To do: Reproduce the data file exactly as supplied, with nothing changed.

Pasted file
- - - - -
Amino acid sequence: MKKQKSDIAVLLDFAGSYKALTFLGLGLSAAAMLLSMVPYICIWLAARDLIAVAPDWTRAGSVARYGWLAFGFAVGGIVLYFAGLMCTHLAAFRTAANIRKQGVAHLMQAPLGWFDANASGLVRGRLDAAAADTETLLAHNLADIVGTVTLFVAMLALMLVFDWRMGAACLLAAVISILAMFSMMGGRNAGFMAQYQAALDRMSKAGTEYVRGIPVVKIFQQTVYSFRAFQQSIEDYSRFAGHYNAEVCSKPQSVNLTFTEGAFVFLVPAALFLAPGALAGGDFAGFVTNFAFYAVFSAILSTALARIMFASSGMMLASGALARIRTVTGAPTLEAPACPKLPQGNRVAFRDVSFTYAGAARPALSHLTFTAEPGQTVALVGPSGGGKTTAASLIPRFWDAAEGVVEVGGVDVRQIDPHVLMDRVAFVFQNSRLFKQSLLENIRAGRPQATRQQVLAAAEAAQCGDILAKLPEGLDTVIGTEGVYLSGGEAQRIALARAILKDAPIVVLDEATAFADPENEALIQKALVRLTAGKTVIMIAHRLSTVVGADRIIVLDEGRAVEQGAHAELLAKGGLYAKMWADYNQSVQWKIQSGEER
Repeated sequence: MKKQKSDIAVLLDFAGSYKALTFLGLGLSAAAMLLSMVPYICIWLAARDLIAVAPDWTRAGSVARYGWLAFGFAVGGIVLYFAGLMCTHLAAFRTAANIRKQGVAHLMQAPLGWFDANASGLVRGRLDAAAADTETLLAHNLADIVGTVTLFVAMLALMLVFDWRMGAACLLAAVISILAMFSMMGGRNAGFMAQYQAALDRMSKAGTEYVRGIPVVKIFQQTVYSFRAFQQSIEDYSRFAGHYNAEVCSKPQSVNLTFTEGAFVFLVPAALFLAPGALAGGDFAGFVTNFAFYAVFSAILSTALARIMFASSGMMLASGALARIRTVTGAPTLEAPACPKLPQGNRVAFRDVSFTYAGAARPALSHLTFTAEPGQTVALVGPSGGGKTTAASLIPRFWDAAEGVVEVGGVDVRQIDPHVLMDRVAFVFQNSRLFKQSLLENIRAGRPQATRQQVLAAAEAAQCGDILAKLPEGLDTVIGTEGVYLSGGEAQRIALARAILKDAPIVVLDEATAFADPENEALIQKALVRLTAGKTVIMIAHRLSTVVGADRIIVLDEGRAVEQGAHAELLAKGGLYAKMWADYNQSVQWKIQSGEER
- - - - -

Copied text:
Amino acid sequence: MKKQKSDIAVLLDFAGSYKALTFLGLGLSAAAMLLSMVPYICIWLAARDLIAVAPDWTRAGSVARYGWLAFGFAVGGIVLYFAGLMCTHLAAFRTAANIRKQGVAHLMQAPLGWFDANASGLVRGRLDAAAADTETLLAHNLADIVGTVTLFVAMLALMLVFDWRMGAACLLAAVISILAMFSMMGGRNAGFMAQYQAALDRMSKAGTEYVRGIPVVKIFQQTVYSFRAFQQSIEDYSRFAGHYNAEVCSKPQSVNLTFTEGAFVFLVPAALFLAPGALAGGDFAGFVTNFAFYAVFSAILSTALARIMFASSGMMLASGALARIRTVTGAPTLEAPACPKLPQGNRVAFRDVSFTYAGAARPALSHLTFTAEPGQTVALVGPSGGGKTTAASLIPRFWDAAEGVVEVGGVDVRQIDPHVLMDRVAFVFQNSRLFKQSLLENIRAGRPQATRQQVLAAAEAAQCGDILAKLPEGLDTVIGTEGVYLSGGEAQRIALARAILKDAPIVVLDEATAFADPENEALIQKALVRLTAGKTVIMIAHRLSTVVGADRIIVLDEGRAVEQGAHAELLAKGGLYAKMWADYNQSVQWKIQSGEER
Repeated sequence: MKKQKSDIAVLLDFAGSYKALTFLGLGLSAAAMLLSMVPYICIWLAARDLIAVAPDWTRAGSVARYGWLAFGFAVGGIVLYFAGLMCTHLAAFRTAANIRKQGVAHLMQAPLGWFDANASGLVRGRLDAAAADTETLLAHNLADIVGTVTLFVAMLALMLVFDWRMGAACLLAAVISILAMFSMMGGRNAGFMAQYQAALDRMSKAGTEYVRGIPVVKIFQQTVYSFRAFQQSIEDYSRFAGHYNAEVCSKPQSVNLTFTEGAFVFLVPAALFLAPGALAGGDFAGFVTNFAFYAVFSAILSTALARIMFASSGMMLASGALARIRTVTGAPTLEAPACPKLPQGNRVAFRDVSFTYAGAARPALSHLTFTAEPGQTVALVGPSGGGKTTAASLIPRFWDAAEGVVEVGGVDVRQIDPHVLMDRVAFVFQNSRLFKQSLLENIRAGRPQATRQQVLAAAEAAQCGDILAKLPEGLDTVIGTEGVYLSGGEAQRIALARAILKDAPIVVLDEATAFADPENEALIQKALVRLTAGKTVIMIAHRLSTVVGADRIIVLDEGRAVEQGAHAELLAKGGLYAKMWADYNQSVQWKIQSGEER